The vehicle looks, from the outside, much like any other 2011 Cadillac SRX. It is not. It is a self-driving car, developed by the Carnegie Mellon University, that negotiated congestion and highway traffic while safely changing lanes and merging during a 33-mile drive from Cranberry, Pa., to Pittsburgh International Airport, as part of a demonstration.
A human was in the driver’s seat as a safety precaution, but all of the driving was done by Carnegie Mellon’s innovative software, relying on inputs from radars, lidars and infrared cameras.
U.S. Rep. Bill Shuster (R-Pa), chairman of the House Transportation and Infrastructure Committee, and Barry Schoch, secretary of the Pennsylvania Department of Transportation, were along for the ride in the autonomous car.
Unlike previous self-driving vehicles, including Boss, the autonomous Chevy Tahoe with which CMU won the 2007 DARPA Urban Challenge, the SRX doesn’t bristle with exotic and expensive sensors, says the university. The vehicle uses only automotive-grade radars and lidars, which are unobtrusively embedded around the car. Its computers are hidden under the cargo floor.
In addition to controlling the steering, speed and braking, the autonomous systems also detect and avoid obstacles in the road, including traffic cones and barrels, as well as pedestrians and bicyclists, pausing until they are safely out of the way. The systems provide audible warnings of obstacles and communicate vehicle status to its passengers using a human-like voice.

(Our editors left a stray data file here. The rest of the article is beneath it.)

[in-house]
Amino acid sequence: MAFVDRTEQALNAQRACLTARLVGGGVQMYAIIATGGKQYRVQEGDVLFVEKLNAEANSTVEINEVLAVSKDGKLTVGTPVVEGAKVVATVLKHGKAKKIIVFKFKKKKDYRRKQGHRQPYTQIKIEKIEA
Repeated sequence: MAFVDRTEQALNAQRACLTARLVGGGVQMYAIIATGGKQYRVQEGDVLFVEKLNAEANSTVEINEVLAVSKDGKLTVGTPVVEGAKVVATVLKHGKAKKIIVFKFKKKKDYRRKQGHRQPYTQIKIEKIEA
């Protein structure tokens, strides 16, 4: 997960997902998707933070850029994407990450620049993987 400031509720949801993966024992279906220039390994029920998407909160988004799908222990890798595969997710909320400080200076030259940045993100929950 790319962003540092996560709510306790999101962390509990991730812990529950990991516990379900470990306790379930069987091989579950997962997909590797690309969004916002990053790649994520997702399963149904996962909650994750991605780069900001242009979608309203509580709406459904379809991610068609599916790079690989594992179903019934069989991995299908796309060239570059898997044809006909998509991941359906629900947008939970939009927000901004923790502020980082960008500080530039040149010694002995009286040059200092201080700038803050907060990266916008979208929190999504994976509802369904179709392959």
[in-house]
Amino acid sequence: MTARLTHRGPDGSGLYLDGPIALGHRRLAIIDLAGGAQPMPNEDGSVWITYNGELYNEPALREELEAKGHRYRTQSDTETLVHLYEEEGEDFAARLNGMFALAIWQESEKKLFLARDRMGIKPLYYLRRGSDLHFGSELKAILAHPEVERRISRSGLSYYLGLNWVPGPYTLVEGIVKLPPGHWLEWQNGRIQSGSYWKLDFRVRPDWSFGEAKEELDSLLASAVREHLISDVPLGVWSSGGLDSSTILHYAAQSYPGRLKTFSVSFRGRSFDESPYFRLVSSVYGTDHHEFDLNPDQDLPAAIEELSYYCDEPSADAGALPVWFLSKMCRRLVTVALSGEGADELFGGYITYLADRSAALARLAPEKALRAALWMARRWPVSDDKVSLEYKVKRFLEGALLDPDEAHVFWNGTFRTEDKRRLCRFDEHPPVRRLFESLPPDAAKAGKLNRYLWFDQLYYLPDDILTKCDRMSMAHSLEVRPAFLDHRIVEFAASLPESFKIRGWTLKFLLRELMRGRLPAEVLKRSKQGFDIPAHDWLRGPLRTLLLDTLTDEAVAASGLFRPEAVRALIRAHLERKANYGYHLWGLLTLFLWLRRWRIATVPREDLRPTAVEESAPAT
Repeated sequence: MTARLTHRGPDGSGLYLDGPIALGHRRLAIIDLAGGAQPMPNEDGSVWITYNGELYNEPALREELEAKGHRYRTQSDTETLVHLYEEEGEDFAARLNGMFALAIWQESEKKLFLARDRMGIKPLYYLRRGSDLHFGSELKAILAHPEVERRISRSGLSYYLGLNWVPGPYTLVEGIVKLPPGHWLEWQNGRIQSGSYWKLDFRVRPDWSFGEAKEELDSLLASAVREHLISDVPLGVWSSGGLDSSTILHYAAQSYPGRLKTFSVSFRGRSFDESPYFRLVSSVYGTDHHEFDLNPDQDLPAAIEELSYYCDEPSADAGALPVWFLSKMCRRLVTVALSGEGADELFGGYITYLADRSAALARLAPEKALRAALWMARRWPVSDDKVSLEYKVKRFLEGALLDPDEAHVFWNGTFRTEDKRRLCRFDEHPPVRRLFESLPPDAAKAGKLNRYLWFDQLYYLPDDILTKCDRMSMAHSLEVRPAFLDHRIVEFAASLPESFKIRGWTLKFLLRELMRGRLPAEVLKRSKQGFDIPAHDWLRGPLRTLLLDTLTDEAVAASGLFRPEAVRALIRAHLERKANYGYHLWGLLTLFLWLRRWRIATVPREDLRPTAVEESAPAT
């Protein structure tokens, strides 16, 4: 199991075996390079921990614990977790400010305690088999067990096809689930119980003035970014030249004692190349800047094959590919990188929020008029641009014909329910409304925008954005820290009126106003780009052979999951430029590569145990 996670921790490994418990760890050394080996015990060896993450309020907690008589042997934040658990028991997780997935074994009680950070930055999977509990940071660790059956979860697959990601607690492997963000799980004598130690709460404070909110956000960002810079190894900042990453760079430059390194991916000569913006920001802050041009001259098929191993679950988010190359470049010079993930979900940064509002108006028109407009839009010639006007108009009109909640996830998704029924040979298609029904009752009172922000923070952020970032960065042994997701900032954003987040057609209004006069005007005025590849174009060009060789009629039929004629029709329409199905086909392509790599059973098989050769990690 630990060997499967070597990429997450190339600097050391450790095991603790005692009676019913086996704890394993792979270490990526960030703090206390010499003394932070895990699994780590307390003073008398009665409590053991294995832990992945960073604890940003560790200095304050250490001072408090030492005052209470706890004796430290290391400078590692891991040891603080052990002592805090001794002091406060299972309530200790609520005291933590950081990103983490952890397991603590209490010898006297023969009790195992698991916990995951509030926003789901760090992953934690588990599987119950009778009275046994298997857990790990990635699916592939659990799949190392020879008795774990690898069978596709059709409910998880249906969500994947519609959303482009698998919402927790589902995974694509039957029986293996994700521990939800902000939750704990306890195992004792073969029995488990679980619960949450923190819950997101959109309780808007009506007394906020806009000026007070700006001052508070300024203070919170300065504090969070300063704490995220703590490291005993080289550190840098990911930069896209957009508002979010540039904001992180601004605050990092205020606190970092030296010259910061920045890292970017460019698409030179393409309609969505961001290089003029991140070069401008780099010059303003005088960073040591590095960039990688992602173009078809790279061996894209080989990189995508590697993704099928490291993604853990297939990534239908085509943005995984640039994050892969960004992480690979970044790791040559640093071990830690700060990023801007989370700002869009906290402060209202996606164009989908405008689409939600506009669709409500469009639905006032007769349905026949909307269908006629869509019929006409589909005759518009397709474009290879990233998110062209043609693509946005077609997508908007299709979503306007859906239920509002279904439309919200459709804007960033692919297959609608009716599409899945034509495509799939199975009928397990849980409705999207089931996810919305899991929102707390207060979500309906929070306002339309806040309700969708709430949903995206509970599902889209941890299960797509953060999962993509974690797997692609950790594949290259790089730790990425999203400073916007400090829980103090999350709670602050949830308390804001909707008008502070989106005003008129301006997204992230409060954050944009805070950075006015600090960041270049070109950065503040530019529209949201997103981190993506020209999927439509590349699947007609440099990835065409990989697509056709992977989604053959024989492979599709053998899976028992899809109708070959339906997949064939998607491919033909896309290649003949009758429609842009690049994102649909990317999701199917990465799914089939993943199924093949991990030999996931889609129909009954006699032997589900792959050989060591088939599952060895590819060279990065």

This Cadillac SRX can also communicate with instrumented traffic lights and other vehicles equipped with wireless communication devices to enable cooperation.
Self-driving vehicles will begin to be commercially available around 2020 as near-term costs as well as social and legal concerns are addressed, says Raj Rajkumar, who directs CMU’s U.S. Department of Transportation-funded transportation research center and co-directs the CMU-General Motors Autonomous Driving Collaborative Research Lab.
CMU’s portfolio of transportation technology projects includes the Traffic21 initiative, launched with the support of the Hillman Foundation and the Technologies for Safe and Efficient Transportation Center, a U.S. Department of Transportation University Transportation Center at Carnegie Mellon in partnership with the University of Pennsylvania that also received support from the Hillman Foundation.
[Image courtesy: Carnegie Mellon University]
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